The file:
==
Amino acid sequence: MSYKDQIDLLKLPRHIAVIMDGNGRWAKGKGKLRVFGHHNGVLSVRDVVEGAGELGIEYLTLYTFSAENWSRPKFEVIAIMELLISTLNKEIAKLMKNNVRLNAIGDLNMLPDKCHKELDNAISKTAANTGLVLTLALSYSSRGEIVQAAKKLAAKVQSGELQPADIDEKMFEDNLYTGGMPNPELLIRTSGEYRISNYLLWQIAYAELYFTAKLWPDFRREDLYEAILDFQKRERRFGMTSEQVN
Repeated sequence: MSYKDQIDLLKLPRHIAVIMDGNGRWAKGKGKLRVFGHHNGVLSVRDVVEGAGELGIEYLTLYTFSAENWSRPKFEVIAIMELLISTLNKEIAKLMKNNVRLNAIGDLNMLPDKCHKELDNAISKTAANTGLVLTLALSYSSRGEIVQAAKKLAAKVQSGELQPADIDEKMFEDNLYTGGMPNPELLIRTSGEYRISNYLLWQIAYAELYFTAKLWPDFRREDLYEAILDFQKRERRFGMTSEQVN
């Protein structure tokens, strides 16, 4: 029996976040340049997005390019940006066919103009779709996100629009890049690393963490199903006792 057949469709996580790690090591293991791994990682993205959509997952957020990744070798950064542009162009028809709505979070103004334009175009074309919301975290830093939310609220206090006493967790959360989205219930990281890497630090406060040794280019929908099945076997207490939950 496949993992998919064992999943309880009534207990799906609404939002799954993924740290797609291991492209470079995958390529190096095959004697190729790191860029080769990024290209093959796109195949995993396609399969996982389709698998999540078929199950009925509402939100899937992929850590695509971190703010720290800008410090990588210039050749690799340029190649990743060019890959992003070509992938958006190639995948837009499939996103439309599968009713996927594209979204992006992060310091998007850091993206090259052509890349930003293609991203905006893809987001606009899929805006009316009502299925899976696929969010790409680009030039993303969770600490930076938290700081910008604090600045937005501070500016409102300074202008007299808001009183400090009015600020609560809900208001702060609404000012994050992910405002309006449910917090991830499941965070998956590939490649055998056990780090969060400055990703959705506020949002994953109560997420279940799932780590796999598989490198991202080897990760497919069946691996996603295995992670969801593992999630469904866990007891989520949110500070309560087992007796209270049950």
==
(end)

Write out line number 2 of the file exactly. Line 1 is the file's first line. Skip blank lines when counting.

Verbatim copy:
Repeated sequence: MSYKDQIDLLKLPRHIAVIMDGNGRWAKGKGKLRVFGHHNGVLSVRDVVEGAGELGIEYLTLYTFSAENWSRPKFEVIAIMELLISTLNKEIAKLMKNNVRLNAIGDLNMLPDKCHKELDNAISKTAANTGLVLTLALSYSSRGEIVQAAKKLAAKVQSGELQPADIDEKMFEDNLYTGGMPNPELLIRTSGEYRISNYLLWQIAYAELYFTAKLWPDFRREDLYEAILDFQKRERRFGMTSEQVN